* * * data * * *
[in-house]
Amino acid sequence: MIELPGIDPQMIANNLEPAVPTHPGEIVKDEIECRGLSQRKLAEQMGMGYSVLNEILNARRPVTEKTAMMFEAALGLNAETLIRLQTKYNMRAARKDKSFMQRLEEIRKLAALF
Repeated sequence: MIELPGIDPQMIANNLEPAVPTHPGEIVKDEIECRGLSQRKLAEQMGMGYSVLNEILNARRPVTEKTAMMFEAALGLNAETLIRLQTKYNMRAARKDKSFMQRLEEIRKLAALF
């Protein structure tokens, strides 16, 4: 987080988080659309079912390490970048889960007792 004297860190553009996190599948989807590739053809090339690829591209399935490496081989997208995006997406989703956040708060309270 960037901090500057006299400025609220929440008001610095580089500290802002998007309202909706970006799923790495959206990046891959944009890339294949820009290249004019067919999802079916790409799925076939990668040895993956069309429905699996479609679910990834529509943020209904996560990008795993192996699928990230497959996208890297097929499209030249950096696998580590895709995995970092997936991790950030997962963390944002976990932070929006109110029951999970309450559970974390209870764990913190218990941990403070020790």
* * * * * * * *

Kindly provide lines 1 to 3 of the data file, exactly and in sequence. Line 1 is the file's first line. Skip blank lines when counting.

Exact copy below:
[in-house]
Amino acid sequence: MIELPGIDPQMIANNLEPAVPTHPGEIVKDEIECRGLSQRKLAEQMGMGYSVLNEILNARRPVTEKTAMMFEAALGLNAETLIRLQTKYNMRAARKDKSFMQRLEEIRKLAALF
Repeated sequence: MIELPGIDPQMIANNLEPAVPTHPGEIVKDEIECRGLSQRKLAEQMGMGYSVLNEILNARRPVTEKTAMMFEAALGLNAETLIRLQTKYNMRAARKDKSFMQRLEEIRKLAALF